For the past fifteen years, MultiMedia Journalist Jason Spiess has hosted hundreds of professional musicians and songwriters on his radio programs. In addition to Spiess’ one-of-a-kind in-depth interviews, the musicians also performed their original songs live on the air. Many of these songs are used as bumper music for The Crude Life programming to continue the promotion and support of singer songwriter’s business and their artistic passion.
Blind Joe is a totally blind singer/songwriter born and raised in and around the Fargo North Dakota area. Blind Joe received national notoriety when he appeared on NBC’s The Voice and was selected to be a part of Team Blake. Although Blind Joe didn’t win the singing competition, it spring boarded his music career to the next level.
He has opened for some great bands and musicians including David Allen Coe, Craig Morgan, the Kentucky headhunters, Brett Michaels (Poison), Joe Diffie, John Hiatt, Buddy Guy, James Otto and many more. The music of Blind Joe always comes straight from the heart and soul!
The first guitar Brooks West picked up belonged to his uncle, a wheat farmer in North Dakota. Since then, this Fargo North Dakota native has gone on to write well over one hundred songs, blending elements of contemporary folk, country, and pop.
The son of a mortician and a school teacher, Brooks has a unique outlook on life that shapes his eclectic repertoire. His songs cover subjects ranging from death and destruction to love and hope and even the occasional ballad to office supplies. Over the past ten years, Brooks has performed in coffee shops, bars, colleges, festivals, and benefits across a good portion of the country. Some career highlights have included playing the national anthem for a sell-out crowd of more than 4,500 minor league baseball fans, and having opening slots for such nationally known acts as Grammy Award winner, Doc Watson, The Duhks, Dan Bern, Jeffrey Gaines, The Roches, KellyJoe Phelps,The Hackensaw Boys, Jeff Lang, Ingrid Michaelson, Shawn Mullins and more.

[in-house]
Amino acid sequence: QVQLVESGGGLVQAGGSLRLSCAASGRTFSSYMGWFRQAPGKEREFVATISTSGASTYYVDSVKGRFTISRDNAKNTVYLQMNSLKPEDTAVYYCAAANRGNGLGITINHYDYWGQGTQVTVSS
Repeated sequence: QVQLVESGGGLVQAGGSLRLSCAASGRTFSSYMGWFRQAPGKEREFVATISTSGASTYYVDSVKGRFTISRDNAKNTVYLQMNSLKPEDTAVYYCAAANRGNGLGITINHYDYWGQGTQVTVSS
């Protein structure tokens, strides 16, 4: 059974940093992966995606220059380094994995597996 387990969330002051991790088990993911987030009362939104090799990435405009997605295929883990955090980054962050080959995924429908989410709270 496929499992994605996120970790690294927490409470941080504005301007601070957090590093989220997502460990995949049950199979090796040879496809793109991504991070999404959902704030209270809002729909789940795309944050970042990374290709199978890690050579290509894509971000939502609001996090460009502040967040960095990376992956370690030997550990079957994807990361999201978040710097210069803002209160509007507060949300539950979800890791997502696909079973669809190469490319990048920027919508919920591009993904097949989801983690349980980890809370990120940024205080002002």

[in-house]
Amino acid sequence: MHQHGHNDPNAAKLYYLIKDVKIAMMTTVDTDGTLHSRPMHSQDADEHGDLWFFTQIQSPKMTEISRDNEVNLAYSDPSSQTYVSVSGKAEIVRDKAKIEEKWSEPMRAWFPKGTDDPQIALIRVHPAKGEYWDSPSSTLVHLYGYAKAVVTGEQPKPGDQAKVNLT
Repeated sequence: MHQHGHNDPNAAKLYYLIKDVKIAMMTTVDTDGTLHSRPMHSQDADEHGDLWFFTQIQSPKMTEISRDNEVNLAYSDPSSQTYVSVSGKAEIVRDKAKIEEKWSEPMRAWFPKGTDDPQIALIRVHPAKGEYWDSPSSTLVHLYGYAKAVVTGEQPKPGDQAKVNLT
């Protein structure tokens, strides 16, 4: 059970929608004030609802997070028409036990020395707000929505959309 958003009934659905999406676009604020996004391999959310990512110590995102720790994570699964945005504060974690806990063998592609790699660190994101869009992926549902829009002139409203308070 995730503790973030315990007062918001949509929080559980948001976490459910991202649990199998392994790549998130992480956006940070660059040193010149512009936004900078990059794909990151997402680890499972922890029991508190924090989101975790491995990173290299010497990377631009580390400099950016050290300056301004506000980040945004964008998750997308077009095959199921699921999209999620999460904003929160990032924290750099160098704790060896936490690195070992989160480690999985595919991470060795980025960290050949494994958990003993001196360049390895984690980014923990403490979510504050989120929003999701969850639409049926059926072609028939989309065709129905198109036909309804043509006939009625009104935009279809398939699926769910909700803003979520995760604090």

After moving between Pennsylvania, Tennessee and Fargo, Brooks has returned to his Nashville, where he continues to play and write.
Moody River Band
A four piece ‘Charley Young Band’ becomes ‘the Moody River Band’ in March of 2009 after the addition of Tom Peckscamp as a second songwriter and third guitar player. While still ‘the Moody River Band’, the addition of horn players Steve and Zach fully completes the sonic range of the group. Moody River is and amalgam of several popular local bands including Bad Mojo, WBPN, and Leaving the City.
If you’re wondering where the music of Nashville troubadour WOODY PINES comes from, look to the streets. It was on the streets as a professional busker that Woody first cut his teeth, drawing liberally from the lost back alley anthems and scratchy old 78s of American roots music, whether country blues, jugband, hokum, or hillbilly. Heavy rollicking street performances are the key to some of today’s best roots bands, like Old Crow Medicine Show (Woody and OCMS’ Gill Landry used to tour the country in their own jugband), and they’re the key to Woody’s intensely catchy rhythms, jumpy lyrics, and wildly delirious sense of fun. Woody traveled all over the streets of this country, road testing his songs, drawing from the catchiest elements of the music he loved and adding in hopped-up vintage electrification to get that old country dancehall sound down right.
When Woody Pines sings “when the train rolls by, I get a faceful of rain,” this isn’t some hipster dilettante twisting a faux-handlebar mustache and singing about old-timey railroads, this is a dedicated student of Woody Guthrie who used to hop freight trains to get from town to town. This is serious roots music that’s as much a way of life as an aesthetic choice. This music isn’t for dabblers; you gotta feel it in your bones. Let Woody Pines help.